Carbetapentane; Diphenhydramine; Phenylephrine: (Major) The administration of prophylactic vasopressors with oxytocin can cause severe, persistent hypertension, as the 2 drugs may have a synergistic and additive vasoconstrictive effect. This interaction was noted when oxytocin was given 3 to 4 hours after prophylactic vasoconstrictor in conjunction with caudal anesthesia. The incidence of such an interaction may be decreased if vasopressors are not administered prior to oxytocin.
    Carbetapentane; Guaifenesin; Phenylephrine: (Major) The administration of prophylactic vasopressors with oxytocin can cause severe, persistent hypertension, as the 2 drugs may have a synergistic and additive vasoconstrictive effect. This interaction was noted when oxytocin was given 3 to 4 hours after prophylactic vasoconstrictor in conjunction with caudal anesthesia. The incidence of such an interaction may be decreased if vasopressors are not administered prior to oxytocin.
    Carbetapentane; Phenylephrine: (Major) The administration of prophylactic vasopressors with oxytocin can cause severe, persistent hypertension, as the 2 drugs may have a synergistic and additive vasoconstrictive effect. This interaction was noted when oxytocin was given 3 to 4 hours after prophylactic vasoconstrictor in conjunction with caudal anesthesia. The incidence of such an interaction may be decreased if vasopressors are not administered prior to oxytocin.
    Carbetapentane; Phenylephrine; Pyrilamine: (Major) The administration of prophylactic vasopressors with oxytocin can cause severe, persistent hypertension, as the 2 drugs may have a synergistic and additive vasoconstrictive effect. This interaction was noted when oxytocin was given 3 to 4 hours after prophylactic vasoconstrictor in conjunction with caudal anesthesia. The incidence of such an interaction may be decreased if vasopressors are not administered prior to oxytocin.
    Carbinoxamine; Hydrocodone; Phenylephrine: (Major) The administration of prophylactic vasopressors with oxytocin can cause severe, persistent hypertension, as the 2 drugs may have a synergistic and additive vasoconstrictive effect. This interaction was noted when oxytocin was given 3 to 4 hours after prophylactic vasoconstrictor in conjunction with caudal anesthesia. The incidence of such an interaction may be decreased if vasopressors are not administered prior to oxytocin.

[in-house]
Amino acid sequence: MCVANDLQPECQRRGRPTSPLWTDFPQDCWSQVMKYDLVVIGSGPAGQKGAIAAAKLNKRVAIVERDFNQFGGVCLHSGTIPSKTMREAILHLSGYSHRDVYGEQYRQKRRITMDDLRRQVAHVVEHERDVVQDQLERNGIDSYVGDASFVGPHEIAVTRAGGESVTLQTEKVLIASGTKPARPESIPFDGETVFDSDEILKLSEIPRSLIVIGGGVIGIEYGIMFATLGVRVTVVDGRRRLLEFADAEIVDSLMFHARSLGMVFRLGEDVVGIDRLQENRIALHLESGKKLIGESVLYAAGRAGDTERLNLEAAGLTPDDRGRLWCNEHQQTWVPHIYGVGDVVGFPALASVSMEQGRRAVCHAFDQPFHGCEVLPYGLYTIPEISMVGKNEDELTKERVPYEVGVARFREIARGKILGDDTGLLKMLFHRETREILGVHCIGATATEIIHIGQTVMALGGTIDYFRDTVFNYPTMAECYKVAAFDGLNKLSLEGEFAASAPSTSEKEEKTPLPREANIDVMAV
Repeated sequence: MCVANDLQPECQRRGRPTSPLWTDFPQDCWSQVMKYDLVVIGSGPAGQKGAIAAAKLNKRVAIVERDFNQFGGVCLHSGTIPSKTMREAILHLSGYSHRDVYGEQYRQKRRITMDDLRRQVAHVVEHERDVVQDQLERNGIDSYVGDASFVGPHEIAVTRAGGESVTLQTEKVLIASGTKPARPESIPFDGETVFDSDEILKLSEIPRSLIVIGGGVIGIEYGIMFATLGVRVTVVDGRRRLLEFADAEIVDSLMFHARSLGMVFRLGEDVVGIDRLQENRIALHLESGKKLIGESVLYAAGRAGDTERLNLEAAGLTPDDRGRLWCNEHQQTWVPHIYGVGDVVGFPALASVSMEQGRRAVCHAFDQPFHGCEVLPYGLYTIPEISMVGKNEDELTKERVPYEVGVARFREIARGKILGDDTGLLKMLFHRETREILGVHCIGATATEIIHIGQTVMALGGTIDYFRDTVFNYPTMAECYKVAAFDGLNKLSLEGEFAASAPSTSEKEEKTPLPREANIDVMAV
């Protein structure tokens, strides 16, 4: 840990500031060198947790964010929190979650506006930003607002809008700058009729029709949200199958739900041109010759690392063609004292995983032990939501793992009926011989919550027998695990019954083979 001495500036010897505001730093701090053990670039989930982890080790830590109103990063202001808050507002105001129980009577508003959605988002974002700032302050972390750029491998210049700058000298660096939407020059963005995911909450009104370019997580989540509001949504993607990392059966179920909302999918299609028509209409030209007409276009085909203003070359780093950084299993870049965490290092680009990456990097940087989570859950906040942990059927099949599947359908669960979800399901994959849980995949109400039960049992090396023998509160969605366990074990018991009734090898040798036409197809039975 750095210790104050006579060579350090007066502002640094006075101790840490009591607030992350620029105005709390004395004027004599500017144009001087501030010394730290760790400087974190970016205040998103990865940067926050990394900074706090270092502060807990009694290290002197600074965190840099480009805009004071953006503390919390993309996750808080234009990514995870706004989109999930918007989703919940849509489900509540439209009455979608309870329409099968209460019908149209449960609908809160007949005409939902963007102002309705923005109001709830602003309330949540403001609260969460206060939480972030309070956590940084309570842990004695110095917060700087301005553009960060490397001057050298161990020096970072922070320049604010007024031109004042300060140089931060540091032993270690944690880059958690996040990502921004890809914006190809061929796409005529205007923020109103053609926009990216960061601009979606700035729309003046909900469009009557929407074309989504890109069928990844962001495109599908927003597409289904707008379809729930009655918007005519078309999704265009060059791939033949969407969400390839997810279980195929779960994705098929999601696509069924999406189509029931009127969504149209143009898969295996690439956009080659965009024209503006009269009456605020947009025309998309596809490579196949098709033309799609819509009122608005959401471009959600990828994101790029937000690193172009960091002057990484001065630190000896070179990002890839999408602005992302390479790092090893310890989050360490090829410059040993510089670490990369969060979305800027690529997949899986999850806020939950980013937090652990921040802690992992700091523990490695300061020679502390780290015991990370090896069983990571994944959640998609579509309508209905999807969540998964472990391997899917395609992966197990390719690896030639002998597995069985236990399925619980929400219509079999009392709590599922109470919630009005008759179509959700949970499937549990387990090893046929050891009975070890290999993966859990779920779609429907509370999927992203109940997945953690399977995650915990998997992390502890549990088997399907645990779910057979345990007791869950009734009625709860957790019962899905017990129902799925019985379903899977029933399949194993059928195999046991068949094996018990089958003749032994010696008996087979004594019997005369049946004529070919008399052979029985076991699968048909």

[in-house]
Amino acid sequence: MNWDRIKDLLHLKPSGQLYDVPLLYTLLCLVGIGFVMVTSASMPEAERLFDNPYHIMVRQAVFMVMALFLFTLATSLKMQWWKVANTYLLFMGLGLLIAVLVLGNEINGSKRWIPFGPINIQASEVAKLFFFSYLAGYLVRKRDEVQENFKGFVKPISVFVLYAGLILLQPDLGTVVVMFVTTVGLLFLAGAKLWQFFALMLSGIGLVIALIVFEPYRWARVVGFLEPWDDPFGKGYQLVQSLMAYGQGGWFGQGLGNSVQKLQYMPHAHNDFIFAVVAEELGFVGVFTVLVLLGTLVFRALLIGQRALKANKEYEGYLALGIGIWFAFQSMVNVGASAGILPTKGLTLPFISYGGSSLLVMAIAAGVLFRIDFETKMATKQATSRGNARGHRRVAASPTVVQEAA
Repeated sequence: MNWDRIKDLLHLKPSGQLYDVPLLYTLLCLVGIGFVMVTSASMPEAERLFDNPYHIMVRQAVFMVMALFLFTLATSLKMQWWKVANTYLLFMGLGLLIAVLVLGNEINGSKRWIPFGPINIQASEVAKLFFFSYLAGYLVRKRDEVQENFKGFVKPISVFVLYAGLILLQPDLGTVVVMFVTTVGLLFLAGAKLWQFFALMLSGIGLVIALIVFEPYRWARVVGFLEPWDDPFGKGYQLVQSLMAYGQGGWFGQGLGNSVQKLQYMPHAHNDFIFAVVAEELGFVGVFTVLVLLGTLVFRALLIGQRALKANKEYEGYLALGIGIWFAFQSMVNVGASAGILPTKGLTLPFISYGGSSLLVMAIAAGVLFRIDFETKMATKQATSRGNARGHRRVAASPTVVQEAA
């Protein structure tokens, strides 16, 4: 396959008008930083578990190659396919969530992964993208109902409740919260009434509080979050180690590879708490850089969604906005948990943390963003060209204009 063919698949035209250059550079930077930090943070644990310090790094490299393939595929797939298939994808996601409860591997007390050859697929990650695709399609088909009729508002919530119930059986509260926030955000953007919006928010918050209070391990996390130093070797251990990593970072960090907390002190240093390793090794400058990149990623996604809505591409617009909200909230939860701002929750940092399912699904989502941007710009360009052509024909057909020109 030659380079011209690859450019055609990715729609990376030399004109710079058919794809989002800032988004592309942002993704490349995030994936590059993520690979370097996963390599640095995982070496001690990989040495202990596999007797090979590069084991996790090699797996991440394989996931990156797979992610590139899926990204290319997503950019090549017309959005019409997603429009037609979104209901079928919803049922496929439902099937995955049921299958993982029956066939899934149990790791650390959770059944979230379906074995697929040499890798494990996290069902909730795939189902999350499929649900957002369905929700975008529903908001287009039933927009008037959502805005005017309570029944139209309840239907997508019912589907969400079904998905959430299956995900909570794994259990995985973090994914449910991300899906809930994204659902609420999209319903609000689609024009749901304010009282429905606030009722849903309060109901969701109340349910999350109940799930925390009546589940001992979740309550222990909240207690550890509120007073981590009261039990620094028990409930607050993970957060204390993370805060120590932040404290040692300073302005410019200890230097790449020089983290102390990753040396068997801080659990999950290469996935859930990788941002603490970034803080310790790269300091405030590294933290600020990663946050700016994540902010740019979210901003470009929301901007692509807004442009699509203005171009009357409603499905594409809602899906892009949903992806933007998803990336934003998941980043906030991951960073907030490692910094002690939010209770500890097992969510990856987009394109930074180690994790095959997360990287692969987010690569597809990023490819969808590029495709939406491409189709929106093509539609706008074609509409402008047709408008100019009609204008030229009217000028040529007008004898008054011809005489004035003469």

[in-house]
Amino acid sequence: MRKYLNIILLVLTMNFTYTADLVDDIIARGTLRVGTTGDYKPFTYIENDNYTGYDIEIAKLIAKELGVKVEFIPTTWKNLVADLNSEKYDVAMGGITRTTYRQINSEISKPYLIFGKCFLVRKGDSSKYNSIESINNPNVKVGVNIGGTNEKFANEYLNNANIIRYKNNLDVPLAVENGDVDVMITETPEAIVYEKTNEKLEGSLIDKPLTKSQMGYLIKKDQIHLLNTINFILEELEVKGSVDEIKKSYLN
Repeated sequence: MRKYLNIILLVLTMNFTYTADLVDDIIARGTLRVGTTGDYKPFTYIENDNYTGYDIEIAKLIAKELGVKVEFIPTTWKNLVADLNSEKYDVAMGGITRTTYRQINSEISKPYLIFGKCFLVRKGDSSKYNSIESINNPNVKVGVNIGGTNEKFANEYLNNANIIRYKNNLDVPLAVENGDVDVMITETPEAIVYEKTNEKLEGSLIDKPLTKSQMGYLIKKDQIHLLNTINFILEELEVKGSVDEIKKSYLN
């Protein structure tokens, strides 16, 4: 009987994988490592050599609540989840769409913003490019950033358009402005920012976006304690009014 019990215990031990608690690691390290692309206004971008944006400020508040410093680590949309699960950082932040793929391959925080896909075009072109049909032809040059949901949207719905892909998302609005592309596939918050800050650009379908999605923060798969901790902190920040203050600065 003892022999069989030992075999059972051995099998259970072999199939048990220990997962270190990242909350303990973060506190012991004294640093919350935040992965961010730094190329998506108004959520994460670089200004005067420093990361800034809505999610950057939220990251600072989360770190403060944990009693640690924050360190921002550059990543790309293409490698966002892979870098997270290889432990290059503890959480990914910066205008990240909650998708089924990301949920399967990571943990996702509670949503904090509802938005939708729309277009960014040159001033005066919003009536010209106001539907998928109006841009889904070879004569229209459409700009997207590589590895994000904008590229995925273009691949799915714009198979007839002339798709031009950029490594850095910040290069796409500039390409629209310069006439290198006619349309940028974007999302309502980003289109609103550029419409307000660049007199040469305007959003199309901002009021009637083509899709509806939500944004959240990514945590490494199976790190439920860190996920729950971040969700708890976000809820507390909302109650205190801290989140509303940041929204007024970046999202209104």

Carbinoxamine; Phenylephrine: (Major) The administration of prophylactic vasopressors with oxytocin can cause severe, persistent hypertension, as the 2 drugs may have a synergistic and additive vasoconstrictive effect. This interaction was noted when oxytocin was given 3 to 4 hours after prophylactic vasoconstrictor in conjunction with caudal anesthesia. The incidence of such an interaction may be decreased if vasopressors are not administered prior to oxytocin.
    Carboprost Tromethamine: (Major) Carboprost tromethamine may augment the activity of other oxytocics. Augmentation can result in uterine hypertonus with subsequent uterine rupture, particularly in the absence of adequate cervical dilation. The concurrent use of carboprost tromethamine and other oxytocic drugs is not recommended.
    Chlophedianol; Guaifenesin; Phenylephrine: (Major) The administration of prophylactic vasopressors with oxytocin can cause severe, persistent hypertension, as the 2 drugs may have a synergistic and additive vasoconstrictive effect. This interaction was noted when oxytocin was given 3 to 4 hours after prophylactic vasoconstrictor in conjunction with caudal anesthesia. The incidence of such an interaction may be decreased if vasopressors are not administered prior to oxytocin.
    Chlorpheniramine; Dextromethorphan; Phenylephrine: (Major) The administration of prophylactic vasopressors with oxytocin can cause severe, persistent hypertension, as the 2 drugs may have a synergistic and additive vasoconstrictive effect. This interaction was noted when oxytocin was given 3 to 4 hours after prophylactic vasoconstrictor in conjunction with caudal anesthesia. The incidence of such an interaction may be decreased if vasopressors are not administered prior to oxytocin.